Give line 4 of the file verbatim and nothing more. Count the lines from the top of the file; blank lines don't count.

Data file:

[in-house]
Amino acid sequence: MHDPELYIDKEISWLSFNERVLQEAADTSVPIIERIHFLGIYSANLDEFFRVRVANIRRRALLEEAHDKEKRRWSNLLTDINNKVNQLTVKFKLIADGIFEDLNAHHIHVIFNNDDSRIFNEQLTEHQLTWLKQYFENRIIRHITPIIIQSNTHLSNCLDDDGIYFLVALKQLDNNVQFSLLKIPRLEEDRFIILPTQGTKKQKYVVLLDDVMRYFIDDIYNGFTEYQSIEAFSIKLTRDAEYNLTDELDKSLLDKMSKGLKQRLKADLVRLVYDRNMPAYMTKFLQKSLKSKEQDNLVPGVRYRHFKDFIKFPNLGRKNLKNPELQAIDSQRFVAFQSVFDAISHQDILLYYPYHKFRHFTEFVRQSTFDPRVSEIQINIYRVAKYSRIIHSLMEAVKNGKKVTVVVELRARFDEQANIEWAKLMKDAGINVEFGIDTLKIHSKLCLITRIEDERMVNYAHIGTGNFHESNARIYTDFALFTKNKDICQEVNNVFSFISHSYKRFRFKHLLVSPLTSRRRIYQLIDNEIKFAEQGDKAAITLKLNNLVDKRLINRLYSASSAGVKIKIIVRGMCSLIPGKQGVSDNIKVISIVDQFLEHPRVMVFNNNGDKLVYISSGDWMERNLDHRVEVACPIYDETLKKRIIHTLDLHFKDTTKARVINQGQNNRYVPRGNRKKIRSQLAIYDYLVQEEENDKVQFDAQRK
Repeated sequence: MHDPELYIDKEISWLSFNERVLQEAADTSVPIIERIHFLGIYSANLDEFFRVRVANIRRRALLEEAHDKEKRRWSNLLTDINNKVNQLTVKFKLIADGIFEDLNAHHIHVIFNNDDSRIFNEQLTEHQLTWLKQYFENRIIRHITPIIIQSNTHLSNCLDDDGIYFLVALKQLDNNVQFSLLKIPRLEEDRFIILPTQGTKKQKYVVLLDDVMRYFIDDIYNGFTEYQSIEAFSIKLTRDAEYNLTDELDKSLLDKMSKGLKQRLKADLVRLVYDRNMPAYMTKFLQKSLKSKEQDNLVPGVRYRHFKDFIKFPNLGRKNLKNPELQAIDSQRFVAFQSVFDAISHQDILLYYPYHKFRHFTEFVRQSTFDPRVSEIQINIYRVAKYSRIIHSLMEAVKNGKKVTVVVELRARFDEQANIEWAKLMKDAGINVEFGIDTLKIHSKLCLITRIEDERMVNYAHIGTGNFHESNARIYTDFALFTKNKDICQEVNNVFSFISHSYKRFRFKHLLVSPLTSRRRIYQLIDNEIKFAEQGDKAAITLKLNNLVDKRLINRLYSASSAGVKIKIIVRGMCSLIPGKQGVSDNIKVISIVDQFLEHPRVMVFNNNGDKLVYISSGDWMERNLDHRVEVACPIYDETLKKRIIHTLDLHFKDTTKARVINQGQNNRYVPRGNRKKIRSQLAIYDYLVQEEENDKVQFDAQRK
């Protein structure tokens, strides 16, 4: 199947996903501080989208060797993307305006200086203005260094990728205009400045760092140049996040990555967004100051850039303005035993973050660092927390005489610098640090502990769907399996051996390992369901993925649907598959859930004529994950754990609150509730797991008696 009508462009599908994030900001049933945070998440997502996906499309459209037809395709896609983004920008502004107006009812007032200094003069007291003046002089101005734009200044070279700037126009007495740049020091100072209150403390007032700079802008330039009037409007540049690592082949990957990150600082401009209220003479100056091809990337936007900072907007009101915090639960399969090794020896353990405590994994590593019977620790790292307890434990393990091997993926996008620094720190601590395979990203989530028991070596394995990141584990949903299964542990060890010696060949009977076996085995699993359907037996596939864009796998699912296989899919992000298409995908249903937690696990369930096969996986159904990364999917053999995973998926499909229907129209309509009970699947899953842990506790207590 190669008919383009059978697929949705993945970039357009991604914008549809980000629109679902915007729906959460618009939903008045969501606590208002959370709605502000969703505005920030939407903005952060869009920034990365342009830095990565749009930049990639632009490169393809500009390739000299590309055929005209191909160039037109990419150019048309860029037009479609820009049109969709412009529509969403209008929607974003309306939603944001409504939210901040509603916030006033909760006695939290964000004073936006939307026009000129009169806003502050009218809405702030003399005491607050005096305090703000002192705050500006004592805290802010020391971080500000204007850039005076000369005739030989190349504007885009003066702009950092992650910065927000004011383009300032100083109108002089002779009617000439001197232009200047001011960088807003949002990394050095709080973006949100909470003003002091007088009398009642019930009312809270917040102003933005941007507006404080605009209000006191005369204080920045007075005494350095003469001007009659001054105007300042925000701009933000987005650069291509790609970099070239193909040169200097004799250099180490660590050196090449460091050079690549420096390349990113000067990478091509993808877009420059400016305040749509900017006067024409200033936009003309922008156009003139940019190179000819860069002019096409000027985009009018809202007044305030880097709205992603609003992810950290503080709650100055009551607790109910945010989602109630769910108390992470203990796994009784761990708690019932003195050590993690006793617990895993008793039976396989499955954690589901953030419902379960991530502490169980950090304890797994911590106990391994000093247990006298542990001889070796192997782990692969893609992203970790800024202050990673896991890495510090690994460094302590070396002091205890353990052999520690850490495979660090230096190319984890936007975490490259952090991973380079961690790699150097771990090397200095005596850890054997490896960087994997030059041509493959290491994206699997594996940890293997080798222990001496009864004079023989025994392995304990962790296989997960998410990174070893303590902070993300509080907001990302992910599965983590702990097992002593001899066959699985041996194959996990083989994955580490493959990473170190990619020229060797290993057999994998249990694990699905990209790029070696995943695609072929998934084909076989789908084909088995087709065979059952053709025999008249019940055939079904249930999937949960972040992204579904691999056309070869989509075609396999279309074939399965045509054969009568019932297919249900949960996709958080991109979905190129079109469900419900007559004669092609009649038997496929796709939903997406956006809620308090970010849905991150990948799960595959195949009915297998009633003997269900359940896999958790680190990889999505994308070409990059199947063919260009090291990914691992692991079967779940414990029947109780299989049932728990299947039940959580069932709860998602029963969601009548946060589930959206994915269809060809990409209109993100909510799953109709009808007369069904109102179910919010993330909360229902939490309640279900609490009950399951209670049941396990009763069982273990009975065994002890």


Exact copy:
């Protein structure tokens, strides 16, 4: 199947996903501080989208060797993307305006200086203005260094990728205009400045760092140049996040990555967004100051850039303005035993973050660092927390005489610098640090502990769907399996051996390992369901993925649907598959859930004529994950754990609150509730797991008696 009508462009599908994030900001049933945070998440997502996906499309459209037809395709896609983004920008502004107006009812007032200094003069007291003046002089101005734009200044070279700037126009007495740049020091100072209150403390007032700079802008330039009037409007540049690592082949990957990150600082401009209220003479100056091809990337936007900072907007009101915090639960399969090794020896353990405590994994590593019977620790790292307890434990393990091997993926996008620094720190601590395979990203989530028991070596394995990141584990949903299964542990060890010696060949009977076996085995699993359907037996596939864009796998699912296989899919992000298409995908249903937690696990369930096969996986159904990364999917053999995973998926499909229907129209309509009970699947899953842990506790207590 190669008919383009059978697929949705993945970039357009991604914008549809980000629109679902915007729906959460618009939903008045969501606590208002959370709605502000969703505005920030939407903005952060869009920034990365342009830095990565749009930049990639632009490169393809500009390739000299590309055929005209191909160039037109990419150019048309860029037009479609820009049109969709412009529509969403209008929607974003309306939603944001409504939210901040509603916030006033909760006695939290964000004073936006939307026009000129009169806003502050009218809405702030003399005491607050005096305090703000002192705050500006004592805290802010020391971080500000204007850039005076000369005739030989190349504007885009003066702009950092992650910065927000004011383009300032100083109108002089002779009617000439001197232009200047001011960088807003949002990394050095709080973006949100909470003003002091007088009398009642019930009312809270917040102003933005941007507006404080605009209000006191005369204080920045007075005494350095003469001007009659001054105007300042925000701009933000987005650069291509790609970099070239193909040169200097004799250099180490660590050196090449460091050079690549420096390349990113000067990478091509993808877009420059400016305040749509900017006067024409200033936009003309922008156009003139940019190179000819860069002019096409000027985009009018809202007044305030880097709205992603609003992810950290503080709650100055009551607790109910945010989602109630769910108390992470203990796994009784761990708690019932003195050590993690006793617990895993008793039976396989499955954690589901953030419902379960991530502490169980950090304890797994911590106990391994000093247990006298542990001889070796192997782990692969893609992203970790800024202050990673896991890495510090690994460094302590070396002091205890353990052999520690850490495979660090230096190319984890936007975490490259952090991973380079961690790699150097771990090397200095005596850890054997490896960087994997030059041509493959290491994206699997594996940890293997080798222990001496009864004079023989025994392995304990962790296989997960998410990174070893303590902070993300509080907001990302992910599965983590702990097992002593001899066959699985041996194959996990083989994955580490493959990473170190990619020229060797290993057999994998249990694990699905990209790029070696995943695609072929998934084909076989789908084909088995087709065979059952053709025999008249019940055939079904249930999937949960972040992204579904691999056309070869989509075609396999279309074939399965045509054969009568019932297919249900949960996709958080991109979905190129079109469900419900007559004669092609009649038997496929796709939903997406956006809620308090970010849905991150990948799960595959195949009915297998009633003997269900359940896999958790680190990889999505994308070409990059199947063919260009090291990914691992692991079967779940414990029947109780299989049932728990299947039940959580069932709860998602029963969601009548946060589930959206994915269809060809990409209109993100909510799953109709009808007369069904109102179910919010993330909360229902939490309640279900609490009950399951209670049941396990009763069982273990009975065994002890």